We decided to walk again and see what was on the way, since we didn’t have any great ideas for dinner yet, and we’d just had appetizers. Conveniently, we ended up passing right by the Palmer House, so we decided to go visit another classic. We grabbed seats from someone who was vacating them at the lobby bar and ordered one of their house Manhattans. Then I took out the Christmas cards for my nieces and filled them out on the bar, so we could mail them right away. It’s my goal for us to be known as the super-classy aunt and uncle.
When we were done there, we decided to just go back to the hotel and check out Mercat a la Planxa. We’d looked at their menu in the room enough to know that they did actually have vegetarian stuff, and it seemed like an easy choice. We started walking back that way, and within a couple blocks of the hotel, it started sleeting. Just like at home in Minnesota! We rushed back, dropped our stuff in the room, and went down to the restaurant. It was 10:30 and they closed at 11, but they told us it was no problem. Thank god, because we were dying of hunger at that point.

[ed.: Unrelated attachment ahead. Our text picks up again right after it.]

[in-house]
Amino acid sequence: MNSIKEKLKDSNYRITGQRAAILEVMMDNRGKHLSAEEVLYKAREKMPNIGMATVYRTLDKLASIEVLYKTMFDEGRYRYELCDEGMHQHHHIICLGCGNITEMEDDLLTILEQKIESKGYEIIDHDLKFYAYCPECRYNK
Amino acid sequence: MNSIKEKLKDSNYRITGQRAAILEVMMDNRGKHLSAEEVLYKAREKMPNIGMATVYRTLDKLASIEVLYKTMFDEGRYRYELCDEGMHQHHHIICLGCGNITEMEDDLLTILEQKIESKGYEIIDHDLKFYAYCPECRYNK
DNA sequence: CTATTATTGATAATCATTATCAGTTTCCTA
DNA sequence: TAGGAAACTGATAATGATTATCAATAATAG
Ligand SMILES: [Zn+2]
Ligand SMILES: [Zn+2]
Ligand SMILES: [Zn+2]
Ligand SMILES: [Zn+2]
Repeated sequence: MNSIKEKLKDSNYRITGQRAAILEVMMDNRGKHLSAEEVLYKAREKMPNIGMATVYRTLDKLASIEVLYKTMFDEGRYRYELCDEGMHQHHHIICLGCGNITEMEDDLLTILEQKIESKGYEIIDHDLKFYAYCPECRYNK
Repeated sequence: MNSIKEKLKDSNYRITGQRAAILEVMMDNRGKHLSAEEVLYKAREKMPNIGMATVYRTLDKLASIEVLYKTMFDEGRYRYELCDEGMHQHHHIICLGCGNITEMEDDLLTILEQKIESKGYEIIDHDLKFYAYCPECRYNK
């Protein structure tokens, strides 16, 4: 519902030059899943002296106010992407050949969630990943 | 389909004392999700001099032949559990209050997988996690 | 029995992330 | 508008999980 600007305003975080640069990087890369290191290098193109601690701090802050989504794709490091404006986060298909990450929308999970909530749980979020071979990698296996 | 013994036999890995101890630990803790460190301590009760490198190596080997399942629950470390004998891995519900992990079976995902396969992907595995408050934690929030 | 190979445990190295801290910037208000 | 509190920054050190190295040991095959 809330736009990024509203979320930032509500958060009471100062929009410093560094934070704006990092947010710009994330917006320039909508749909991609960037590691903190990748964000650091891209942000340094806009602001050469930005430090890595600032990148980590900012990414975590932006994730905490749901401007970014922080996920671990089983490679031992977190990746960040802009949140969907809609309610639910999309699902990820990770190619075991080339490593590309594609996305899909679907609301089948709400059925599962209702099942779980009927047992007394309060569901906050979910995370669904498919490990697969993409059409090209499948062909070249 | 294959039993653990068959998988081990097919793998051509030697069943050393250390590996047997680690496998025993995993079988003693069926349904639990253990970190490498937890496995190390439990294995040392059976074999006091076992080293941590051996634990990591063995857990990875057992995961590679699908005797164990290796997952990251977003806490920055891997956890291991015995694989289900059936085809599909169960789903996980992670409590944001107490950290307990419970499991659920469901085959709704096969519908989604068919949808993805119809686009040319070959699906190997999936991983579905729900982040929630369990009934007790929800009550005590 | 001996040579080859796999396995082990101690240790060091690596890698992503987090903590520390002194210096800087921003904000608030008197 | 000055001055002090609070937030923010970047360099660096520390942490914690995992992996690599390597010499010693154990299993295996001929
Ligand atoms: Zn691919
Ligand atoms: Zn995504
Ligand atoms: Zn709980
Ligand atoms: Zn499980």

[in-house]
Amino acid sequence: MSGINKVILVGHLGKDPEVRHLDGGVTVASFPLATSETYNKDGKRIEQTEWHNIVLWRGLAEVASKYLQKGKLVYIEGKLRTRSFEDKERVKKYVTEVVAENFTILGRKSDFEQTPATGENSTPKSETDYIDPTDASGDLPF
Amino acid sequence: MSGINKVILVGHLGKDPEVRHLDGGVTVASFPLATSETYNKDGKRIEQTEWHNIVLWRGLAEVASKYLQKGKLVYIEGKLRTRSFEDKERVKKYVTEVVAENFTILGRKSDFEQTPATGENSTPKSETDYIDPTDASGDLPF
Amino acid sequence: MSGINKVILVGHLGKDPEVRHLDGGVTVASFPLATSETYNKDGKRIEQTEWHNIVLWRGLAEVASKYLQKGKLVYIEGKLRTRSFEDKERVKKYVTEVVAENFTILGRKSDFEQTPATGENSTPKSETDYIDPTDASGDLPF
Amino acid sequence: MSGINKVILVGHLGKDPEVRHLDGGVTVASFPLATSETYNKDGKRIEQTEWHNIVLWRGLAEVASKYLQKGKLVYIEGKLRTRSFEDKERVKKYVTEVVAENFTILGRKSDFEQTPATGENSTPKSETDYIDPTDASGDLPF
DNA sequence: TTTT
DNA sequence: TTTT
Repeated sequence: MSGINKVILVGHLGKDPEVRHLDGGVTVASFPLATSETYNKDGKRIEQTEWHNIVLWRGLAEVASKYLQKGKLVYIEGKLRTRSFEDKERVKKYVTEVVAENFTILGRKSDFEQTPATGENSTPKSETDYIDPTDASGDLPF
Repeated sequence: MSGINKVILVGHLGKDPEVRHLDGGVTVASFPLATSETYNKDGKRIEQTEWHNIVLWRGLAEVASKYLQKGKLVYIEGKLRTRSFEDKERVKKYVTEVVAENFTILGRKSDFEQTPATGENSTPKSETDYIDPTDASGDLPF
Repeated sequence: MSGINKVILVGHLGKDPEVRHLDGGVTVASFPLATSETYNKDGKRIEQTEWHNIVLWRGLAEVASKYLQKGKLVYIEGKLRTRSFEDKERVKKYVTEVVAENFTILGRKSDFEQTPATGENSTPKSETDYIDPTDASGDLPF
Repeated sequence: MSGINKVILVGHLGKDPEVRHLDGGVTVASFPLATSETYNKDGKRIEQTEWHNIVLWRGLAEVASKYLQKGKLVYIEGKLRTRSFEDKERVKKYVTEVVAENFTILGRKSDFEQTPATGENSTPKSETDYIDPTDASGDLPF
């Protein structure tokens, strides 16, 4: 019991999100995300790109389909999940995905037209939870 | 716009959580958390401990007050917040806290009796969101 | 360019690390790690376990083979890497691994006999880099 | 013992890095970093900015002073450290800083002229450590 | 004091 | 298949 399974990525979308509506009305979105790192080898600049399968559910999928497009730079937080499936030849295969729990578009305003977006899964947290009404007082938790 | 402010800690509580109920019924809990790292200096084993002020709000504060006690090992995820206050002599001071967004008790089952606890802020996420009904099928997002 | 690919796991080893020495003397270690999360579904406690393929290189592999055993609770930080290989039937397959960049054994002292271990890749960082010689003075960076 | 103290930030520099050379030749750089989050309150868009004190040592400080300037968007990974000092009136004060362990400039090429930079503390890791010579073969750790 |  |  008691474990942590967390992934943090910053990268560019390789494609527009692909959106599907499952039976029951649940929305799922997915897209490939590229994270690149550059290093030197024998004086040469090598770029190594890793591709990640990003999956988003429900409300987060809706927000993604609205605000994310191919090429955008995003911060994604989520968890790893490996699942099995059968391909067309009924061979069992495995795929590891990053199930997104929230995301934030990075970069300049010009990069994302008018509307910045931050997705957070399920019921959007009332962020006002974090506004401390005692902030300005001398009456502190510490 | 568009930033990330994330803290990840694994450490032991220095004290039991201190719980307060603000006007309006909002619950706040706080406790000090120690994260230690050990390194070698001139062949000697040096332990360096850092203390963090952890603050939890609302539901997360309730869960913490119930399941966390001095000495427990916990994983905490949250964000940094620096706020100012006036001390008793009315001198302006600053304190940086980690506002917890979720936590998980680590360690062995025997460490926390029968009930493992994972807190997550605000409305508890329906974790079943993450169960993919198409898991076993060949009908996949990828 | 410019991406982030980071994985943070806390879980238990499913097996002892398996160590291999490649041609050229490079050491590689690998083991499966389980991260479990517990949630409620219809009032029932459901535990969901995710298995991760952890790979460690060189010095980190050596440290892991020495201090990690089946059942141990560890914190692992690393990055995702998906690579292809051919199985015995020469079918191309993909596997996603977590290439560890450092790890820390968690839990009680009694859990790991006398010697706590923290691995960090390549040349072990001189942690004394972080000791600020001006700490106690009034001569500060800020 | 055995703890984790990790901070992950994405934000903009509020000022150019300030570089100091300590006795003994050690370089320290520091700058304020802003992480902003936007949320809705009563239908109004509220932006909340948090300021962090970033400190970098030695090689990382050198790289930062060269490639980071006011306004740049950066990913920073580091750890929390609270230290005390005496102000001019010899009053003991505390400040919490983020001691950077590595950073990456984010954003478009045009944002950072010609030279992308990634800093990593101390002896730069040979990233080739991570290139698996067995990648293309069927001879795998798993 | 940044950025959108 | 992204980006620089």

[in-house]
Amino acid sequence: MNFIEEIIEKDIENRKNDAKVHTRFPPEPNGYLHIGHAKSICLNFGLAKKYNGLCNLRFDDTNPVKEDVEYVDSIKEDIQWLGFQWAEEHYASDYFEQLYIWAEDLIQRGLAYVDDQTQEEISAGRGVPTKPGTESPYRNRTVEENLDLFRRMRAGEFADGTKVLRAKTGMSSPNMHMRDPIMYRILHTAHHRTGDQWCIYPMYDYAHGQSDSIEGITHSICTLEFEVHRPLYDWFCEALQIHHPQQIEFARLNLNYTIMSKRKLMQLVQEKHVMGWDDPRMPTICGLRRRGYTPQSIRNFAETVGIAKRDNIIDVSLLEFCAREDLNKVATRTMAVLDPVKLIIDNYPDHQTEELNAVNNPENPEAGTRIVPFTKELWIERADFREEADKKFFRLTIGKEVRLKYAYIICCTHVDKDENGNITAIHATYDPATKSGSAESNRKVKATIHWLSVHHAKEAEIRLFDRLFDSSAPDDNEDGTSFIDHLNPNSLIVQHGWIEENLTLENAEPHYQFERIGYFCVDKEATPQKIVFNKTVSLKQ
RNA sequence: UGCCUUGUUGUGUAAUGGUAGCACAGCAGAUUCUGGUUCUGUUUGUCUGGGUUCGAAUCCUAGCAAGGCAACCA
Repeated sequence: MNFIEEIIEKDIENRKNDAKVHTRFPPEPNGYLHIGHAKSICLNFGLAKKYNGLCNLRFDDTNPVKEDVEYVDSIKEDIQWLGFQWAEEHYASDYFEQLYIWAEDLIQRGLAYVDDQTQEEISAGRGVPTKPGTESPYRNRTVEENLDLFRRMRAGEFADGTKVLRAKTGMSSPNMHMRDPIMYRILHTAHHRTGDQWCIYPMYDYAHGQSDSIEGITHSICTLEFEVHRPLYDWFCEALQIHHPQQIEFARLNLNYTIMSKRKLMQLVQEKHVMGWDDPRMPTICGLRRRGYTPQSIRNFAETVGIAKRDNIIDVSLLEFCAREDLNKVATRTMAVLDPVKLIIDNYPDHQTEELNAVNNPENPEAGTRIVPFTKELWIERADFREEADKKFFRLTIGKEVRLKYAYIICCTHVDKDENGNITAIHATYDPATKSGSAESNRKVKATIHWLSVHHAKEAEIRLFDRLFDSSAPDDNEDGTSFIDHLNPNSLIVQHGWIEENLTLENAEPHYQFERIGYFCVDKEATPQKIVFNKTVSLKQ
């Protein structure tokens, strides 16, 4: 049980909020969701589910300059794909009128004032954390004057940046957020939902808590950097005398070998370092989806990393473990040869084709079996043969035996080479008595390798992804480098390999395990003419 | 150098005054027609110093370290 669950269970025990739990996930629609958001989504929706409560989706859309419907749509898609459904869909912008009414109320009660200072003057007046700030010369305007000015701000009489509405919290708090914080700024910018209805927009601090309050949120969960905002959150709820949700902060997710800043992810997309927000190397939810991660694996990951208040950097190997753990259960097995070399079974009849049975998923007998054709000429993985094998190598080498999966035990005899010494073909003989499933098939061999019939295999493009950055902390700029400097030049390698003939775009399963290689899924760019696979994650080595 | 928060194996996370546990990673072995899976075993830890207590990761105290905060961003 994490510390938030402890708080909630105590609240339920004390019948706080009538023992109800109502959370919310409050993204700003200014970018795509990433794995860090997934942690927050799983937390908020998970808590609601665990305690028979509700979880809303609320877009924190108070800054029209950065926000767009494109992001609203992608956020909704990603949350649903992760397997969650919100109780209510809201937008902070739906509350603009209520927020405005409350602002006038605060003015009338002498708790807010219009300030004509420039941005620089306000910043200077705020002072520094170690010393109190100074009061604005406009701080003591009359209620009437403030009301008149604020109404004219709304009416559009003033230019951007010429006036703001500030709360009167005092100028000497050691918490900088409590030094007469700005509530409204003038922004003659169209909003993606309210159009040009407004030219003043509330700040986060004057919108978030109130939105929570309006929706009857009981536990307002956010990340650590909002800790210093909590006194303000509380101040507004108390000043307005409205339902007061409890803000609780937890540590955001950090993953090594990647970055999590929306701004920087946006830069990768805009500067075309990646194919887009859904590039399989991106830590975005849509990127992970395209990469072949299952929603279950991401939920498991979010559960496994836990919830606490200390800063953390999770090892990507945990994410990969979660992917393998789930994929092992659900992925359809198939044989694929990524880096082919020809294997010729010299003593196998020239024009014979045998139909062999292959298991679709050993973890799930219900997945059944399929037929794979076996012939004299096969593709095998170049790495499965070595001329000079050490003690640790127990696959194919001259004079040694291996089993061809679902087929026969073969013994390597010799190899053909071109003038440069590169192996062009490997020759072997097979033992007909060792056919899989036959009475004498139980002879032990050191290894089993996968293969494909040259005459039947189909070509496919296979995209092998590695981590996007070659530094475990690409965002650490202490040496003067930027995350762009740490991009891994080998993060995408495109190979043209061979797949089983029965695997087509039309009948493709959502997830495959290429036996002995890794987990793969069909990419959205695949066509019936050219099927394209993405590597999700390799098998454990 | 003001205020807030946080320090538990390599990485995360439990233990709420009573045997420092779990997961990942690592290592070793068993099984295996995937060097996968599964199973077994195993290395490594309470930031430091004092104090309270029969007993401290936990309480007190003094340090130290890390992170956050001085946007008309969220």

Not only did they have vegetarian stuff, they said they could do a tasting menu for both of us! And holy crap, it was fantastic.
The only downside was that the food just KEPT COMING. We were getting full, to the point where we were hoping it was over, and then more would arrive. I should’ve taken it home in my carry-on or something.
Back in our room, we had truffles from the front desk, because we’d mentioned being fancy on Twitter. Cute!
At that point it was after midnight and we were hella full of delicious tapas, so it was time for bed.